I've written a lot about donating your art.
It's always good to donate your talents to a cause you believe in–whether it's donating your art, your organizational skills, your time, or whatever.
When you donate your art, make sure you get credit! My assistant, Shari Cornish, donated a design to her Vermont NPR station to use on a mug. She got her name and credit on the mug and on the Web site. So many people forget to give credit. It's usually not malicious, but just an oversight due to being overworked and underpaid.
3 thoughts on “Donating Art to a Favorite Cause”
Our auction last week netted about $27 thousand for our local Artists Guild- an astonishing amount of money in a tiny town. The money will go to the arts in education in local schools and the upkeep of the Brandon Artists Guild. This is our 9th year, and I’ve made 15th objets d’art: a life sized pig, Adirondack Rocker, Dogs, Artist palettes, giant birdhouses, etc… It’s an annual challenge and I’m kinda burned out right now. but the arts have turned the tide in our little town from depressed to renaissance. And I am thrilled to have been here throughout the process. Shari Cornish’s VPR mug is brilliant though- she donates one design and the reproduction of the mug is excellent long term advertising. Very Smart!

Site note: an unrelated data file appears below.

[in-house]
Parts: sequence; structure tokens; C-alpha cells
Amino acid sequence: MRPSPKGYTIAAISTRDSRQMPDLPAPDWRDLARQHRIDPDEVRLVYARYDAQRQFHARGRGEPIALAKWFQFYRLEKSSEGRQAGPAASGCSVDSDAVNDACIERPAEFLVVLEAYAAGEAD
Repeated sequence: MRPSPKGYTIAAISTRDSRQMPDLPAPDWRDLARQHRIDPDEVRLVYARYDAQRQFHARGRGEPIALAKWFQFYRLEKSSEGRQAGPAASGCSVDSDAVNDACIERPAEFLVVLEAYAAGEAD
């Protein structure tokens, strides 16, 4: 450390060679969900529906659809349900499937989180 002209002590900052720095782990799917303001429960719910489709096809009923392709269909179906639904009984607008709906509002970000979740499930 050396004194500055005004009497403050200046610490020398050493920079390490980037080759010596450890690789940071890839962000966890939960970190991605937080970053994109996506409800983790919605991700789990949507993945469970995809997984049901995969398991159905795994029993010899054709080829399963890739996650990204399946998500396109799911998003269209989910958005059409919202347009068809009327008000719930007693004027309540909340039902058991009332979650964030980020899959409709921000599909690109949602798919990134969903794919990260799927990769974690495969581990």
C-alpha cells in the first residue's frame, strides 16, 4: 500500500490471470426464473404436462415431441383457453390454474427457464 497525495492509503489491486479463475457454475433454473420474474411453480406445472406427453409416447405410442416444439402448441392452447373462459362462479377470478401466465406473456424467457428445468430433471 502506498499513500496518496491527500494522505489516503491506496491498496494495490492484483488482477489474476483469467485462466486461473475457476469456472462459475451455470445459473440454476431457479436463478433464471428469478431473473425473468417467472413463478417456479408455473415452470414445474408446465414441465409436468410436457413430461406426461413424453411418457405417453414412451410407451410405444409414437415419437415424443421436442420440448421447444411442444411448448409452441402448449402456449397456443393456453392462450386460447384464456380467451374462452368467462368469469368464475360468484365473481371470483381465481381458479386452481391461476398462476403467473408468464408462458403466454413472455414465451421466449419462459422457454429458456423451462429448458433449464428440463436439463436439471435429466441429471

I should add that individual artists receive 0 for their labor- part of the 501c3 complexity.
Alyson, we would also advise artists to request that they be informed of the price that their donated artwork brought at auction (or sale) and who purchased the artwork. When a group requests permission to use an image of my artwork, I always request that my website address be used in conjunction with the artwork. Recently a new frame shop in Franklin, TN, requested permission to use the image of one of my paintings of the town on their brochure and on their web site. They were happy to do so; this can help to promote my artwork with their customers. All the Best, Tommy Thompson